Hers was freshly awakened. She sat on the floor, alone and yet constantly reaching out of his presence. She knew he sensed her touch, her worry, her fear, and yes, even her anger.
They had talked, after that kiss, and then he had held her, like it was the most natural thing in the world. It seemed strange to her – that he was going to die and he was holding her. Perhaps it was one of those strange interpersonal relationship things that she just didn’t entirely understand, the little subtleties lost to her when it involved herself, like looking into a murky mirror.
There had been something sweet about it, regardless.
Damn him. She refused to be there to see it. She could feel him clearly enough. She didn’t need to watch, as well. It was so twisted, so elementally wrong, she shuddered all over. This was wrong.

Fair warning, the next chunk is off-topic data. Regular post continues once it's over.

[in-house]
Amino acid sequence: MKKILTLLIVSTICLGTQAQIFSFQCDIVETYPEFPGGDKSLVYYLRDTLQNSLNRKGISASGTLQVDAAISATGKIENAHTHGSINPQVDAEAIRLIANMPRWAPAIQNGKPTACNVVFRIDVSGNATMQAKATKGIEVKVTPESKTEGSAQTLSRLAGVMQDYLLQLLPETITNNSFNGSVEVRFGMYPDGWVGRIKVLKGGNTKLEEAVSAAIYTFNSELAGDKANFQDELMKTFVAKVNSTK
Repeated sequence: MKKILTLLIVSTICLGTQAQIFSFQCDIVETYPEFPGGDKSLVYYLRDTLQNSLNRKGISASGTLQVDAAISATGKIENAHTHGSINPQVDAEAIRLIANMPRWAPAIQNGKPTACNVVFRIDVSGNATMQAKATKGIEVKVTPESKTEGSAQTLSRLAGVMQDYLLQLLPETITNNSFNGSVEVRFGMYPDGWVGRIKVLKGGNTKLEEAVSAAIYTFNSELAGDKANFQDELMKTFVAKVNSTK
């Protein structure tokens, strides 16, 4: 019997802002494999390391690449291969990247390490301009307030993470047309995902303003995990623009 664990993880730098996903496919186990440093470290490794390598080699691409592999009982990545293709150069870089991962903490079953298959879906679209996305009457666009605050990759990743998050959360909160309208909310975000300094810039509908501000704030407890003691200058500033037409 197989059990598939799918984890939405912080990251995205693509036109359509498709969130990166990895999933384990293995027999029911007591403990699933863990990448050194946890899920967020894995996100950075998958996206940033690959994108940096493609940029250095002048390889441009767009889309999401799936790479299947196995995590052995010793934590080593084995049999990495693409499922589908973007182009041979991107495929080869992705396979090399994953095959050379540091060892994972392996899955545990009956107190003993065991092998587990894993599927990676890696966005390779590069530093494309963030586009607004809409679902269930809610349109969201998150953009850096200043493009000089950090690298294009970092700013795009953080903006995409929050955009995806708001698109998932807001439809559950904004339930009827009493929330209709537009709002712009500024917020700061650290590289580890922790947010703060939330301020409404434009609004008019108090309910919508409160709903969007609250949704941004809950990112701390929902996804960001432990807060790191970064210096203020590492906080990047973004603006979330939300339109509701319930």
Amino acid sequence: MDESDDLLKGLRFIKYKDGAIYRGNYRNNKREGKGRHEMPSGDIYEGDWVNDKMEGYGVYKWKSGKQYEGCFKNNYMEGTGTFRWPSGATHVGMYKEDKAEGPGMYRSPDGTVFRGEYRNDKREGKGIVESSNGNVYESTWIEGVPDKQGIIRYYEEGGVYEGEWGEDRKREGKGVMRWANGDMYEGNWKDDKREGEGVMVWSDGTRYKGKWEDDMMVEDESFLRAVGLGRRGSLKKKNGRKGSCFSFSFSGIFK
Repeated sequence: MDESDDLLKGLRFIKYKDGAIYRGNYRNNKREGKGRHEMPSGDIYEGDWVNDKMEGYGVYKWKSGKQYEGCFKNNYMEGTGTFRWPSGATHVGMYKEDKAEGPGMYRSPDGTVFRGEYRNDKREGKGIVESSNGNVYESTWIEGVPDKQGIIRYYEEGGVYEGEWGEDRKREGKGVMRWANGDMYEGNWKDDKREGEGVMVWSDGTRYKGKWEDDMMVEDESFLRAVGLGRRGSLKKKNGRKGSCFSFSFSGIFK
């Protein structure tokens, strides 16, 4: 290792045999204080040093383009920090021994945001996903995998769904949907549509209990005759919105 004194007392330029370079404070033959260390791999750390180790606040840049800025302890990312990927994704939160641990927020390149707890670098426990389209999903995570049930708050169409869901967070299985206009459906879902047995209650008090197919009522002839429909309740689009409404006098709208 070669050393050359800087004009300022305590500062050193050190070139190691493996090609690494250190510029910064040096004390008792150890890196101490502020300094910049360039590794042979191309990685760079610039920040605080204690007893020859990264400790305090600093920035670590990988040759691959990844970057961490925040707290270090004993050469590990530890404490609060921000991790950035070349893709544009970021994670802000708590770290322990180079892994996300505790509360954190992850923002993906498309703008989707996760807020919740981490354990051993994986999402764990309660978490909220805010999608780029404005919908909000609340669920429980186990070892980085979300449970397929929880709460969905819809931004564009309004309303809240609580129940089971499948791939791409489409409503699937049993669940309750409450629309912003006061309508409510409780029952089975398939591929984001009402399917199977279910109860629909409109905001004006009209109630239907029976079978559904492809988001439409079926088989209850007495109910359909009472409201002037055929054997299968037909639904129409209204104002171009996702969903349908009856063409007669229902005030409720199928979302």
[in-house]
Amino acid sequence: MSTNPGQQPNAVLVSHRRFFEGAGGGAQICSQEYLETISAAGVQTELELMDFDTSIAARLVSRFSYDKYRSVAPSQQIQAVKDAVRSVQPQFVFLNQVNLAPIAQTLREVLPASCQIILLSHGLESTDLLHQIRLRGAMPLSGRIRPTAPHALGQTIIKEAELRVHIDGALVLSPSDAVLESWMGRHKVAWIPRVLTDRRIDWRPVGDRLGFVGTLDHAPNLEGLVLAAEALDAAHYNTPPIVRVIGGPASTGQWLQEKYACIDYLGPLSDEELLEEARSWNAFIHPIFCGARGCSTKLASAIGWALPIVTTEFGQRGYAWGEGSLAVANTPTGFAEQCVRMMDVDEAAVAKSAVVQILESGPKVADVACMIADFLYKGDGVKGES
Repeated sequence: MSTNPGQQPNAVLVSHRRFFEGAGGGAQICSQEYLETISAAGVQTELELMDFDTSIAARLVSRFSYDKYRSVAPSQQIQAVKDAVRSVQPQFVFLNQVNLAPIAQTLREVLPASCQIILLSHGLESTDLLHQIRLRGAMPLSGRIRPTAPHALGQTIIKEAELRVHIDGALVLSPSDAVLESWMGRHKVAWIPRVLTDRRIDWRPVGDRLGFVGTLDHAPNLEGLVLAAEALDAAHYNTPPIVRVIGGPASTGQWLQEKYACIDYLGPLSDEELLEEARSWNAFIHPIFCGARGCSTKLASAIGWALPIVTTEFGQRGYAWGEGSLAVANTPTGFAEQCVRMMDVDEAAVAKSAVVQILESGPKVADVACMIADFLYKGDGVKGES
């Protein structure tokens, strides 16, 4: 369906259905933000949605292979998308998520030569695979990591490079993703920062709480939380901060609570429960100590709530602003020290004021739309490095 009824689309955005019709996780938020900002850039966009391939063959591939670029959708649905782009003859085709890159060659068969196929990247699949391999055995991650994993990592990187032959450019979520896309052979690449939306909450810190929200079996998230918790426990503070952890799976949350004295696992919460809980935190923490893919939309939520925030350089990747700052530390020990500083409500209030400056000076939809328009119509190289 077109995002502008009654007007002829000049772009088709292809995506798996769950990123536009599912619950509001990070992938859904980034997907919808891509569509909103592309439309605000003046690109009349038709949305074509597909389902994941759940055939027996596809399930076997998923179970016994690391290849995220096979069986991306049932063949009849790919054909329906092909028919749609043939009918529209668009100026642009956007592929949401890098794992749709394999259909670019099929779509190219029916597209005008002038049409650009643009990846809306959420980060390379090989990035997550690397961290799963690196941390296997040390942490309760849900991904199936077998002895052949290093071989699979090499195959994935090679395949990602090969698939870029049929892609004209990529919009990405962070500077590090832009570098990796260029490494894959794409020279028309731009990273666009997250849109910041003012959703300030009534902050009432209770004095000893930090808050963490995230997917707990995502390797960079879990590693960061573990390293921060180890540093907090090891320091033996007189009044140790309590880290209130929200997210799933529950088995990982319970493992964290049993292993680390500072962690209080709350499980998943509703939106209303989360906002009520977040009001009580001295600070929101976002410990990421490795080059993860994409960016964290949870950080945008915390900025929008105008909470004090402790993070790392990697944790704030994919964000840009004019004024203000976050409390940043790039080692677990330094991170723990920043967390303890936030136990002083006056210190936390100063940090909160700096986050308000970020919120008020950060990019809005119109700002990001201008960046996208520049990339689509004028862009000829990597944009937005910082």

What was that? It seemed – it seemed like ...
It had been tentative. That was the word. Given time, it would have grown stronger.
... It seemed like he was fading away.
Damn him for being so stubborn. He could have escaped. The lingering touches of darkness would have passed in time. Even if not, wasn’t everyone touched by a little bit of darkness? Should she die, then? She refused to accept that. Second chances, Skywalker had been all about second chances ...
Oh Force, it suddenly felt so empty.
She held the blanket he had given her, and opened her eyes, staring blankly into the sunlight coming from the window. Total silence in her apartment. She looked down at the cloth she held, her vision blurring for a moment.
A single thread was coming undone. She plucked it, watching it further unravel. Then she took it in hand, fiercely twisted it and pulled, and the thread broke with a snap.
And then Mara wept.